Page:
It’s a beautiful day in the neighborhood! And knowing basic demographic information about that neighborhood can tell you a lot about how you should price your services. For example, the cost of therapy services is likely a little steeper in high-income areas, so you may benefit from keeping your rates on the high end—as long as you can offer the kind of high-value services that justify those rates.

If your practice is in a low-income area, you might want to consider a strategy that incorporates working with insurance panels. Remember: You don’t need to hang on to insurance panels that don’t meet your clients’ needs—or measure up to your reimbursement rates. What matters is that you position yourself according to the demands of the area.

Skip the sliding scale.

Of course, if your practice is cash-based, then it’s especially pertinent that you find a happy medium for your fee schedule as opposed to working off a sliding scale. According to this article from the APTA, “it is recommended that you bill based upon a single fee schedule for all of the services that you provide.” That said, if you wish to make your services accessible to low-income individuals, then you might consider developing a need-based discount structure to better serve that client base.

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Initiating an Insurance-Based Model

Stick to one fee schedule.

Things can get pretty dicey when you’re dealing with insurance companies. Some practices opt to set up fee schedules for individual payers in order to maximize their reimbursements. However, creating a separate fee schedule for each payer can be a time-intensive task that yields minimal reward. In fact, according to this article, the APTA doesn’t recommend using multiple fee schedules at all. “It is much harder to justify your fees to a payer if you have multiple fee schedules. A better approach would be a single fee schedule, and then apply fee discounts based on your arrangements with payers.”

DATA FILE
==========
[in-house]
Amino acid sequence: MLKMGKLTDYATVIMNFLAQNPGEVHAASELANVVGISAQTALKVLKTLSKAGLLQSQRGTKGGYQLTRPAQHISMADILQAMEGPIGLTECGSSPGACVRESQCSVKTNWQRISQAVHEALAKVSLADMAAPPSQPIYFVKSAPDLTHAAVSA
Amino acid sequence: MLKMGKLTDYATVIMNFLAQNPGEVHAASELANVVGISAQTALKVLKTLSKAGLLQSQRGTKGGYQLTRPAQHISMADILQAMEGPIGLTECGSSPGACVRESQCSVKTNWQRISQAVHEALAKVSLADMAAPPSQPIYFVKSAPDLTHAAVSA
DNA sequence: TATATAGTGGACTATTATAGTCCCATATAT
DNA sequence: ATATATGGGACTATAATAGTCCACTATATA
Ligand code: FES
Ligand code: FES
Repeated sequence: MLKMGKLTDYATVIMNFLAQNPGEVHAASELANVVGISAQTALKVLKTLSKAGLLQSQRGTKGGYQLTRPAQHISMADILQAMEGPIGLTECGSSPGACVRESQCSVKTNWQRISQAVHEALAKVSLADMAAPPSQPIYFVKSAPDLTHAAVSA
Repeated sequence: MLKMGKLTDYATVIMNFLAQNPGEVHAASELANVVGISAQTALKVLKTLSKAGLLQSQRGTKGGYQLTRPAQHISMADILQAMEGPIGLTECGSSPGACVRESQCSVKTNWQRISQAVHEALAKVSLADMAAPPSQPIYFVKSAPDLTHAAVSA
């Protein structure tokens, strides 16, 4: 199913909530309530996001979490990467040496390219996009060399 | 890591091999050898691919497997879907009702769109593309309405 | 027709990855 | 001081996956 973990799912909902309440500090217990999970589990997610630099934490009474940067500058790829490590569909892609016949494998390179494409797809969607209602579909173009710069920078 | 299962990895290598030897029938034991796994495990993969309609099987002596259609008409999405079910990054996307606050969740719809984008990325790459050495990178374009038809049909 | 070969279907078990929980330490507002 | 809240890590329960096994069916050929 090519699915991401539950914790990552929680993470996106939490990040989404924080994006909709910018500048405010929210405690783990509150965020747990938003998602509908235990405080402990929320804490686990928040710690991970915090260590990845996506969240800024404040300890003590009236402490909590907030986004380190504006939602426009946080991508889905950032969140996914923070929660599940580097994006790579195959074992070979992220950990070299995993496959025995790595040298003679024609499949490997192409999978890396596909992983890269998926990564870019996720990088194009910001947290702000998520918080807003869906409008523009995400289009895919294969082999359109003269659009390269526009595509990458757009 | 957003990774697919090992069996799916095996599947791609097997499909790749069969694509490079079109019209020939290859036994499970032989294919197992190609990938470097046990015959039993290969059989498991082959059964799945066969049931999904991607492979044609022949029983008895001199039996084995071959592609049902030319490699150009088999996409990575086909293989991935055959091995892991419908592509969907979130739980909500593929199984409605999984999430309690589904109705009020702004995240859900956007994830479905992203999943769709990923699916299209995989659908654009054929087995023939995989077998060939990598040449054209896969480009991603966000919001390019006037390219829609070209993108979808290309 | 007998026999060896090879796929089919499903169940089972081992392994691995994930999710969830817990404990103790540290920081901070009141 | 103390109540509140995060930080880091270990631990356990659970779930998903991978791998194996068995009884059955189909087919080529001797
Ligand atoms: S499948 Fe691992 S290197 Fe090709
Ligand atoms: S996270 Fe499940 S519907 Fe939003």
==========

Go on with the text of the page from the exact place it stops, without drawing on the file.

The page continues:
This single fee schedule philosophy also applies to self-pay patients who opt to pay for services on their own—without involving an insurance carrier. It might be tempting to create a separate “self-pay” fee schedule, but trust me—this can quickly turn into a billing nightmare. In some cases, it could even be considered unethical. A better option—and one that many providers choose to implement—would be setting up discount structures for patients who wish to pay out-of-pocket.

Set your sights high.

So, then, what should your fee schedule look like? Some clinics base their fee schedule on their regional Medicare fee schedule. But, applying Medicare’s rates across the board certainly won’t help you maximize your reimbursements, and you’ll likely be leaving money on the table. As this post from the Medical Group Management Association states, “to make sure fee schedules are maximizing reimbursement from payers, make sure that they are set above the allowable amounts for each payer, for each charge.”

As with most matters concerning payment for medical services, determining your pricing structure can be tricky business. But, you certainly don’t have to go it alone. If you’re still not sure how to determine your fees, there are plenty of business and consulting services that can help. In the end, it’s all about knowing your worth. And, as your patients start to see their health improving, they’ll know you’re worth it, too.